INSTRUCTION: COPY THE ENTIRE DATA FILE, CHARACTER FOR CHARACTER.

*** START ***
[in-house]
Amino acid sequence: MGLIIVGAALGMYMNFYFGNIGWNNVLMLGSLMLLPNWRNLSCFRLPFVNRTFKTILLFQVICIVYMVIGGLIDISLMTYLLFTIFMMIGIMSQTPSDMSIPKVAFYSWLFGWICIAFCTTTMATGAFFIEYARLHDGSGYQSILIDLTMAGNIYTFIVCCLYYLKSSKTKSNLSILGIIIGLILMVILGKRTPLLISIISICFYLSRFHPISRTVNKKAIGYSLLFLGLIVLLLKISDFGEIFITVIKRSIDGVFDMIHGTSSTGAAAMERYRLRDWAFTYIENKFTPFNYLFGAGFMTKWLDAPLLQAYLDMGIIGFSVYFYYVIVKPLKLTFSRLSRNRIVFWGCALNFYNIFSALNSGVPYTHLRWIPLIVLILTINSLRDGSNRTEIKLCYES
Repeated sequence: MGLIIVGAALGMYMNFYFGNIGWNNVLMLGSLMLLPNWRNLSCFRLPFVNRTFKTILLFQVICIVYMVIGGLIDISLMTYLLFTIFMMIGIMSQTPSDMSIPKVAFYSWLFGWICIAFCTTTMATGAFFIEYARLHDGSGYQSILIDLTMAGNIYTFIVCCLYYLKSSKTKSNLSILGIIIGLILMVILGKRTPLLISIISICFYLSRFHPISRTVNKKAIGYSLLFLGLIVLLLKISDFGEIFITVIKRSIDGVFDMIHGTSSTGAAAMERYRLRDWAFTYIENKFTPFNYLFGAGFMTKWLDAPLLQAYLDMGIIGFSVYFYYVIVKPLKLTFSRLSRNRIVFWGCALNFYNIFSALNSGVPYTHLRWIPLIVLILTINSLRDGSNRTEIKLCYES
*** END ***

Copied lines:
[in-house]
Amino acid sequence: MGLIIVGAALGMYMNFYFGNIGWNNVLMLGSLMLLPNWRNLSCFRLPFVNRTFKTILLFQVICIVYMVIGGLIDISLMTYLLFTIFMMIGIMSQTPSDMSIPKVAFYSWLFGWICIAFCTTTMATGAFFIEYARLHDGSGYQSILIDLTMAGNIYTFIVCCLYYLKSSKTKSNLSILGIIIGLILMVILGKRTPLLISIISICFYLSRFHPISRTVNKKAIGYSLLFLGLIVLLLKISDFGEIFITVIKRSIDGVFDMIHGTSSTGAAAMERYRLRDWAFTYIENKFTPFNYLFGAGFMTKWLDAPLLQAYLDMGIIGFSVYFYYVIVKPLKLTFSRLSRNRIVFWGCALNFYNIFSALNSGVPYTHLRWIPLIVLILTINSLRDGSNRTEIKLCYES
Repeated sequence: MGLIIVGAALGMYMNFYFGNIGWNNVLMLGSLMLLPNWRNLSCFRLPFVNRTFKTILLFQVICIVYMVIGGLIDISLMTYLLFTIFMMIGIMSQTPSDMSIPKVAFYSWLFGWICIAFCTTTMATGAFFIEYARLHDGSGYQSILIDLTMAGNIYTFIVCCLYYLKSSKTKSNLSILGIIIGLILMVILGKRTPLLISIISICFYLSRFHPISRTVNKKAIGYSLLFLGLIVLLLKISDFGEIFITVIKRSIDGVFDMIHGTSSTGAAAMERYRLRDWAFTYIENKFTPFNYLFGAGFMTKWLDAPLLQAYLDMGIIGFSVYFYYVIVKPLKLTFSRLSRNRIVFWGCALNFYNIFSALNSGVPYTHLRWIPLIVLILTINSLRDGSNRTEIKLCYES